Every year, an inordinate number of catchers are invited to spring trainings all across Major League Baseball. The practice seems odd, but baseball fans understand that it is little more than a numbers game; with so many pitchers in camp, the team needs more catchers to handle the heavy workload. It is very rare that a non-roster invitee catcher makes a big league roster, and 2015 does not project to be one of those years for the Tigers. Alex Avila is the odds-on starter, James McCann will look to carve out as much playing time as he can, and Bryan Holaday is a solid third option should one of the other two suffer an injury.
The Tigers have four other catchers with them in Lakeland right now. Here are the players with the most thankless job at Tigers spring training.
Gonzalez is a new addition to the organization after spending seven years with the Chicago White Sox. They signed him as an amateur free agent out of Venezuela when he was a teenager, and he made his stateside debut in 2009. He hit well in rookie ball but spent two years at Single-A Kannapolis, where he hit just .231/.283/.294 in 562 plate appearances. He continued to progress through Chicago's farm system despite poor offensive numbers, and made his MLB debut against the Tigers on September 10th, 2013. Gonzalez went 2-for-9 in five games with the major league club that September. He spent the entire 2014 season in the minors, hitting .253/.306/.384 between Double and Triple A.
Gonzalez will likely bounce between Double and Triple A in the Tigers' farm system as well, but he looks to be a clear #4 on the organizational depth chart behind Avila, McCann, and Holaday. Gonzalez is regarded as a solid defender, but, as indicated above, his offensive numbers are lacking. Barring a Yadier Molina-esque offensive breakout -- Gonzalez is still only 24, after all -- we probably won't hear much from him going forward.
Green was the Tigers' 13th round pick in the 2013 draft, and he has done nothing but hit since he signed his contract. He split time between short season Connecticut and Single-A West Michigan in 2013, hitting .252/.325/.360 in 123 plate appearances between the two levels. The Tigers assigned Green to Advanced-A Lakeland in 2014, where he hit .263/.306/.432 with 15 home runs and 53 RBI in 433 plate appearances. Now 25, Green probably won't be much more than an organizational player. He will likely start the year at Double-A Erie.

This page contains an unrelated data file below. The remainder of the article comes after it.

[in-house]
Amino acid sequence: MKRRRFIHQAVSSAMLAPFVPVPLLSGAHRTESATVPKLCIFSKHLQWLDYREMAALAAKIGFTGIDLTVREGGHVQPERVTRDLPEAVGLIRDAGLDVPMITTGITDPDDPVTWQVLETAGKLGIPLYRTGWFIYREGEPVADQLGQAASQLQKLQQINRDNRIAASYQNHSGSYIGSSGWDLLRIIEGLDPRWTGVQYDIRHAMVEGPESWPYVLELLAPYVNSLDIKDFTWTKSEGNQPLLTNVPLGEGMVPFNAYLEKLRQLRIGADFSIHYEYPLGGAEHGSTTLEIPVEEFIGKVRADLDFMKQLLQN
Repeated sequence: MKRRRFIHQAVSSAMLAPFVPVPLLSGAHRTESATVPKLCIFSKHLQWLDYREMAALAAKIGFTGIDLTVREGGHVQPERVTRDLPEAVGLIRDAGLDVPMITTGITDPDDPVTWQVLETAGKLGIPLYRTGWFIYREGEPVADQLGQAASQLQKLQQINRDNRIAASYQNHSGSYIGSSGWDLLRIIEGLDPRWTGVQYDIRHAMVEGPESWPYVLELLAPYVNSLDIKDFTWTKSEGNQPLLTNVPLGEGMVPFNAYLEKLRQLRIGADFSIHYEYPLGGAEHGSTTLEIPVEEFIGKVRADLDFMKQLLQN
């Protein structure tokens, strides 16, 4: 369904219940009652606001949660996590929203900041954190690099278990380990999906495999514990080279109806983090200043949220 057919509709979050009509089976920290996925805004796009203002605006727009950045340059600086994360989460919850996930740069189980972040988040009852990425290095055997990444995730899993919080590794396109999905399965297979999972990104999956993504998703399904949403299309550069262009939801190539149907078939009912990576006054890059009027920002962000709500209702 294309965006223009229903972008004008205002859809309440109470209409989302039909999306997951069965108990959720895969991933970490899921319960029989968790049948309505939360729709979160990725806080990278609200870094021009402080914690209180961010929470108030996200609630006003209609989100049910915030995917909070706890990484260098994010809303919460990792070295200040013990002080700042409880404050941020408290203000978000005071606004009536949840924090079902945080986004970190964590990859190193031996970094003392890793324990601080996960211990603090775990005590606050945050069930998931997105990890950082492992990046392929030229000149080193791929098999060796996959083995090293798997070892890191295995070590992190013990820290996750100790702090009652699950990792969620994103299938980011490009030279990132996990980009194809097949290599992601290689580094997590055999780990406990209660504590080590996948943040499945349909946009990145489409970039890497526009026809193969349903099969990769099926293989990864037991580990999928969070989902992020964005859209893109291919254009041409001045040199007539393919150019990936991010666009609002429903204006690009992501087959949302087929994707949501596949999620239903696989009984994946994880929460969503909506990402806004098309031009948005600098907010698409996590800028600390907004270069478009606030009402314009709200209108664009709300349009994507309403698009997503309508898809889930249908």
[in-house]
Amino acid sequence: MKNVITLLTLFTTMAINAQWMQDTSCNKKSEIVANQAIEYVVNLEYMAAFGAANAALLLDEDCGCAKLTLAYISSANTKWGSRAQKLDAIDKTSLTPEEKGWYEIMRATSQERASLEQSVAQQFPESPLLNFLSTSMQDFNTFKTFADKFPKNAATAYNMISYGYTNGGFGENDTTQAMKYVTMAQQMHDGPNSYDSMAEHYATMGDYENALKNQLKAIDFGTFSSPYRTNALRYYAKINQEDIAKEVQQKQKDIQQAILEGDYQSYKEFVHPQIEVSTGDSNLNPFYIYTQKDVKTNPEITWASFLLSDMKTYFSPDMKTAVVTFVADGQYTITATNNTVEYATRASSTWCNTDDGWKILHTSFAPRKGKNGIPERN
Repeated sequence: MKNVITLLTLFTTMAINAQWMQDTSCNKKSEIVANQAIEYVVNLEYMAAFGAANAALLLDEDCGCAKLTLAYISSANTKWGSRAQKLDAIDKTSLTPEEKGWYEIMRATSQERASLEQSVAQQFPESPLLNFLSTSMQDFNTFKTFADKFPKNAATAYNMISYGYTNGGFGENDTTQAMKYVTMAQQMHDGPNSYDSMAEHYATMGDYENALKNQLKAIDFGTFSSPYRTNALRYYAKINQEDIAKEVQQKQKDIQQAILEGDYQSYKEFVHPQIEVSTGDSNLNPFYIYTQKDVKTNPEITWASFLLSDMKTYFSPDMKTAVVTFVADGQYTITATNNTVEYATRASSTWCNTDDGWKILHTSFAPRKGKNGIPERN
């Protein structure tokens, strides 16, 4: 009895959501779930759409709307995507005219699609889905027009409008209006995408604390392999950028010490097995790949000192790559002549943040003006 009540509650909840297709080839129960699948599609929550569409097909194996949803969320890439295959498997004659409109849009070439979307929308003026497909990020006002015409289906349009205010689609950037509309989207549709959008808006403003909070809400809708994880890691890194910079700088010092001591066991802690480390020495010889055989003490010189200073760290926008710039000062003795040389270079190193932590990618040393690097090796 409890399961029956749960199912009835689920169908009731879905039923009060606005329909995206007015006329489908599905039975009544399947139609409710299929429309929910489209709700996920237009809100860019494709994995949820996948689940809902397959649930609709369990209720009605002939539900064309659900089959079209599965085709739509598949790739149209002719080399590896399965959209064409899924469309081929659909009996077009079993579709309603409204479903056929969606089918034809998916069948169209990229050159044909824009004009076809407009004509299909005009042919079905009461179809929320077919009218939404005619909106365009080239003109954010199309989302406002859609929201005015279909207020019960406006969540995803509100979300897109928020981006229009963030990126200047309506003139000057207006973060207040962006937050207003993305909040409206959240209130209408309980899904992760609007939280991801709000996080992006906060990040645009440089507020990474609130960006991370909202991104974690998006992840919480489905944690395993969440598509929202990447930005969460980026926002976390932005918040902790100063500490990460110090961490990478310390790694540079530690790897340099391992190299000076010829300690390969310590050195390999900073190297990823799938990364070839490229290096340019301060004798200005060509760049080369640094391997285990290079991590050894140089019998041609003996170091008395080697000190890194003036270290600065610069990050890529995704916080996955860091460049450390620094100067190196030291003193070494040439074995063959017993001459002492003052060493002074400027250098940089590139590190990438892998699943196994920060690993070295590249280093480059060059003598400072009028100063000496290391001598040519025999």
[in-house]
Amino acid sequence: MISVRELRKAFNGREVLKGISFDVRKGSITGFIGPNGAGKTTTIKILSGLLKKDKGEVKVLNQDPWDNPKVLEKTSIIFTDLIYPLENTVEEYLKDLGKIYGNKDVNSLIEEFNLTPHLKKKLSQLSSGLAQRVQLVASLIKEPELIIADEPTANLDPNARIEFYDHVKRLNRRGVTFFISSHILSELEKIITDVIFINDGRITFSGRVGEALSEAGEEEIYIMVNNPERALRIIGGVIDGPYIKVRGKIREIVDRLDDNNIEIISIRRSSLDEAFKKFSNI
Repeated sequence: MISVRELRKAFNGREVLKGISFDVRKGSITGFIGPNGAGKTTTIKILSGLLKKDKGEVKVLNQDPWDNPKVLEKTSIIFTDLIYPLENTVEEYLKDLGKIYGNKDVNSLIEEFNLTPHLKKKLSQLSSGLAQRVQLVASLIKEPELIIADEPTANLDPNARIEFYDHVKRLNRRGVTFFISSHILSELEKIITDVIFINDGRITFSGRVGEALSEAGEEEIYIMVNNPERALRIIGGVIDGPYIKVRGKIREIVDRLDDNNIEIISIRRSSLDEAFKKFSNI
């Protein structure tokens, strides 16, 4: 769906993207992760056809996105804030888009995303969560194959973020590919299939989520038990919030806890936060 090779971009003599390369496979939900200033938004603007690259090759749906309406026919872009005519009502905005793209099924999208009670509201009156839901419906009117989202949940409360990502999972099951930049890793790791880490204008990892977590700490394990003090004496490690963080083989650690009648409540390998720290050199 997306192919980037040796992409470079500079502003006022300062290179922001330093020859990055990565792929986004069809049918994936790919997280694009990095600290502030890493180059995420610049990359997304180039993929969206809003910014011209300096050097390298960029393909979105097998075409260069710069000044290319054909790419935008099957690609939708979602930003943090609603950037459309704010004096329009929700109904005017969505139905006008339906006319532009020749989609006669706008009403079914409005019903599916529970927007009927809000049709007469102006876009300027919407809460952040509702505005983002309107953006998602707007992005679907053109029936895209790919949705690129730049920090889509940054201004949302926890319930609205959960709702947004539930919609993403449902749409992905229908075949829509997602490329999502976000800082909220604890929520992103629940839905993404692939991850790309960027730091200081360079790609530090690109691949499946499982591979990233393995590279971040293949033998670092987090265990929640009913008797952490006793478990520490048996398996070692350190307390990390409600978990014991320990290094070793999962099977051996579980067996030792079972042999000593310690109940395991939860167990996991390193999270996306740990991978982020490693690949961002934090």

The unquestioned "prize" of the group, Greiner is our #11 prospect in the Tigers organization for 2015. He was drafted by the Tigers in the third round of the 2014 amateur draft. After signing, Greiner put up some impressive offensive numbers before injuring his left hand. He had surgery this offseason to repair the fractured bone, but appears to be back to 100 percent this spring.
Here's what I had to say about Greiner on our top prospect list.
A massive catcher out of South Carolina -- think Joe Mauer tall -- Greiner's defense is his calling card. Normally, six-foot-six catchers are moved to other positions, but Greiner displays solid athleticism and good receiving skils, leading many to believe he will stick at the position. He doesn't have the bat to play elsewhere at the moment, but he may yet add some power onto his massive frame. He has a long swing, but a good approach at the plate. The bat will determine how high Greiner's stock rises, but an .839 OPS in 104 plate appearances at West Michigan in 2014 is a good start.
Pina is a 27-year-old Venezuelan catcher who started his minor league career with the Texas Rangers. He spent five years in their system after signing as an amateur free agent in 2004. The Rangers traded him to the Royals in 2009, where he progressed to the upper minors. He made his MLB debut with the Royals on August 3rd, 2011. Two days later, he went 0-for-3 against Rick Porcello and the Tigers. Pina has three hits in 16 career at-bats at the MLB level. Like Gonzalez and Green, Pina provides more catching depth in the high minors.